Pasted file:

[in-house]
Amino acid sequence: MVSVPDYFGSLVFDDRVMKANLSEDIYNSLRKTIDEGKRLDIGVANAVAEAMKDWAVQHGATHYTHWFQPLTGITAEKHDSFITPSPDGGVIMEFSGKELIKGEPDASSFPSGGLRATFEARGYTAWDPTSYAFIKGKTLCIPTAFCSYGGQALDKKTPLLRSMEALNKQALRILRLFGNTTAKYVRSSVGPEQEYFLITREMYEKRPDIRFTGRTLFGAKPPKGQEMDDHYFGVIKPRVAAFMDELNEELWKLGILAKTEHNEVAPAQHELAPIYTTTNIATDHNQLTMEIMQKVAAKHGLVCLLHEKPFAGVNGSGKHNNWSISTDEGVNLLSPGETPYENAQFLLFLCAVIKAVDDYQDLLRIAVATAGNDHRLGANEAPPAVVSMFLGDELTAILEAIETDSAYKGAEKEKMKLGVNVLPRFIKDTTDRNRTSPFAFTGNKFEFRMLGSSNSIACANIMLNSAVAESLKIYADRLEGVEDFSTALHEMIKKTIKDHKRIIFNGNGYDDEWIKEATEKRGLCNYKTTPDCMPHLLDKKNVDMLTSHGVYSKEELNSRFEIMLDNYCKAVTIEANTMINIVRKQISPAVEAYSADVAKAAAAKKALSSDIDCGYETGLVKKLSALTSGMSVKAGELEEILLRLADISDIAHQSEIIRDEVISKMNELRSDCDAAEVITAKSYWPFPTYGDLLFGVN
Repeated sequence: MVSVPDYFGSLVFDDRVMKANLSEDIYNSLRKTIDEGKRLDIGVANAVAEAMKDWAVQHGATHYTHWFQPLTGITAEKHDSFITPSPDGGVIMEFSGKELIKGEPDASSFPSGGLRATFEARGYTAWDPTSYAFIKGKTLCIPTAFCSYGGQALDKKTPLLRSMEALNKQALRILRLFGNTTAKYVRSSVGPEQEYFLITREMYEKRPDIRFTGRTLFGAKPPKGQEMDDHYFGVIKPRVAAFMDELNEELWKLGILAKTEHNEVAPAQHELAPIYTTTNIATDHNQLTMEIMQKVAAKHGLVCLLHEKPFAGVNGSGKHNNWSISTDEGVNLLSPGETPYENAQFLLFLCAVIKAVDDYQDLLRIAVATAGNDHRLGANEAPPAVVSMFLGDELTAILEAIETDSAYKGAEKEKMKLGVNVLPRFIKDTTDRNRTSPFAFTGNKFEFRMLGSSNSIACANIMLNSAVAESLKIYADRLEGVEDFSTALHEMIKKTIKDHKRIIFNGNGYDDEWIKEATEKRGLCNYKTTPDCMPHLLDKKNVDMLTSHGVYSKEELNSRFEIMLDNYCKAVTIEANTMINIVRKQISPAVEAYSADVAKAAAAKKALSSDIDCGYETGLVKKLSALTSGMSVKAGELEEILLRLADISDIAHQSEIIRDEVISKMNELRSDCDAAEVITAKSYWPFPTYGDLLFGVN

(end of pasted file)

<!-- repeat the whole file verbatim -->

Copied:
[in-house]
Amino acid sequence: MVSVPDYFGSLVFDDRVMKANLSEDIYNSLRKTIDEGKRLDIGVANAVAEAMKDWAVQHGATHYTHWFQPLTGITAEKHDSFITPSPDGGVIMEFSGKELIKGEPDASSFPSGGLRATFEARGYTAWDPTSYAFIKGKTLCIPTAFCSYGGQALDKKTPLLRSMEALNKQALRILRLFGNTTAKYVRSSVGPEQEYFLITREMYEKRPDIRFTGRTLFGAKPPKGQEMDDHYFGVIKPRVAAFMDELNEELWKLGILAKTEHNEVAPAQHELAPIYTTTNIATDHNQLTMEIMQKVAAKHGLVCLLHEKPFAGVNGSGKHNNWSISTDEGVNLLSPGETPYENAQFLLFLCAVIKAVDDYQDLLRIAVATAGNDHRLGANEAPPAVVSMFLGDELTAILEAIETDSAYKGAEKEKMKLGVNVLPRFIKDTTDRNRTSPFAFTGNKFEFRMLGSSNSIACANIMLNSAVAESLKIYADRLEGVEDFSTALHEMIKKTIKDHKRIIFNGNGYDDEWIKEATEKRGLCNYKTTPDCMPHLLDKKNVDMLTSHGVYSKEELNSRFEIMLDNYCKAVTIEANTMINIVRKQISPAVEAYSADVAKAAAAKKALSSDIDCGYETGLVKKLSALTSGMSVKAGELEEILLRLADISDIAHQSEIIRDEVISKMNELRSDCDAAEVITAKSYWPFPTYGDLLFGVN
Repeated sequence: MVSVPDYFGSLVFDDRVMKANLSEDIYNSLRKTIDEGKRLDIGVANAVAEAMKDWAVQHGATHYTHWFQPLTGITAEKHDSFITPSPDGGVIMEFSGKELIKGEPDASSFPSGGLRATFEARGYTAWDPTSYAFIKGKTLCIPTAFCSYGGQALDKKTPLLRSMEALNKQALRILRLFGNTTAKYVRSSVGPEQEYFLITREMYEKRPDIRFTGRTLFGAKPPKGQEMDDHYFGVIKPRVAAFMDELNEELWKLGILAKTEHNEVAPAQHELAPIYTTTNIATDHNQLTMEIMQKVAAKHGLVCLLHEKPFAGVNGSGKHNNWSISTDEGVNLLSPGETPYENAQFLLFLCAVIKAVDDYQDLLRIAVATAGNDHRLGANEAPPAVVSMFLGDELTAILEAIETDSAYKGAEKEKMKLGVNVLPRFIKDTTDRNRTSPFAFTGNKFEFRMLGSSNSIACANIMLNSAVAESLKIYADRLEGVEDFSTALHEMIKKTIKDHKRIIFNGNGYDDEWIKEATEKRGLCNYKTTPDCMPHLLDKKNVDMLTSHGVYSKEELNSRFEIMLDNYCKAVTIEANTMINIVRKQISPAVEAYSADVAKAAAAKKALSSDIDCGYETGLVKKLSALTSGMSVKAGELEEILLRLADISDIAHQSEIIRDEVISKMNELRSDCDAAEVITAKSYWPFPTYGDLLFGVN